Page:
Now that’s how you do a monster story!  
If there’s one big strength to season six, it’s that Supernatural is managing to mix it up every week.  Sure the experiments haven’t always worked, but at least they’ve been trying.  Coming off of last week’s howler, I found no issue moving into this tragic, good ole fashioned creep fest.  The two actually seem to blend well.  After all, this is often what the Winchester’s lives are like, a roller coaster of extreme predicaments.  When the latest predicament mixes Star Trek lore with an X-Files feel, it wins.  
This is easily one of the best paced episodes of the season.  It’s flow and intensely creepy drama kept me grossly involved (not to mention breathless) the entire hour.  I couldn’t believe it was over so quickly.  This season has been plagued with choppy writing but not here.  I definitely appreciate Brett Matthews’ ability to get the plot exposition done in the first eight minutes and move to the action in enough time to give such a thrilling hour.  In other episodes this season too much time has been spent routinely unfolding the mundane details of the case.   
Yeah, I know, parasite in the head is really Wrath of Khan: The Redux but Supernatural has always thrived at taking something that’s been done before and making it their own.  In the case of “And Then There Were None,” it becomes the perfect opportunity for the characters to revisit lingering personal wounds while stalking the monster that lurks in the dark.  As we’ve learned before, hunters leave plenty of messes behind.  Some of those messes tend not to stay in the town that ends up in their rear view mirrors.  They get even bigger when allowed to fester a while.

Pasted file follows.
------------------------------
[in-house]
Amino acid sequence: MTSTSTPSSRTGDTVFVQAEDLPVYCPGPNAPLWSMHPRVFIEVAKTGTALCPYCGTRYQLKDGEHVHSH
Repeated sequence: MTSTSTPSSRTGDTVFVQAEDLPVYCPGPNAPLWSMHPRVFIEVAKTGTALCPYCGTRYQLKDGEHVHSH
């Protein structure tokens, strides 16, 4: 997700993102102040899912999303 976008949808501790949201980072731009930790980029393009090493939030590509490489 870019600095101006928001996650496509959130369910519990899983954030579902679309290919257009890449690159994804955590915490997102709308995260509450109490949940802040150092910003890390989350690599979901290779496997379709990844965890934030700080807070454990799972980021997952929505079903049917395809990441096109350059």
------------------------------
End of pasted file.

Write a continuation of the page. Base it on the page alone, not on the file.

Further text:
It’s incredible how a standoff in a locked cannery with a new creature that no one knows anything about becomes such entertaining group therapy.  Sam and Dean have a chance to take up their lingering issue of betrayal with Grandpa.  Gwen has a chance to see Samuel’s true colors, just seconds before joining the death pool that is.  Rufus and Bobby end up going to a place that they’ve long avoided before now, Omaha.  It’s even a chance for Sam and Dean to explore some of their own lingering brotherly issues, but it’s done so subtly and maturely that it ends up bringing not so much drama as intense relief.  One wonders how all of that could be done satisfactorily in an hour, but it happens.  
Score a big one for Ardeospina, who in her speculation over "Like A Virgin" called it that Mother of All could be Eve.  Granted, we don’t know if she really is or is merely using the name, but since “Winning” has been a big theme in the entertainment papers this week, score one for her.  I loved Eve’s conversation with the trucker.  It’s a chance to learn right away where she’s coming from.  She’s ready to conquer this world and feels she can do so simply because she hasn’t abandoned her creations, unlike our Chuck, I mean God.  It makes her feel better, feel worthy of rule.  “Your father made you and then abandoned you, so you pray.  You see signs and there’s nothing.  The truth is, your apocalypse came and went and you didn’t even notice.  A mother would never abandon her children like he did.”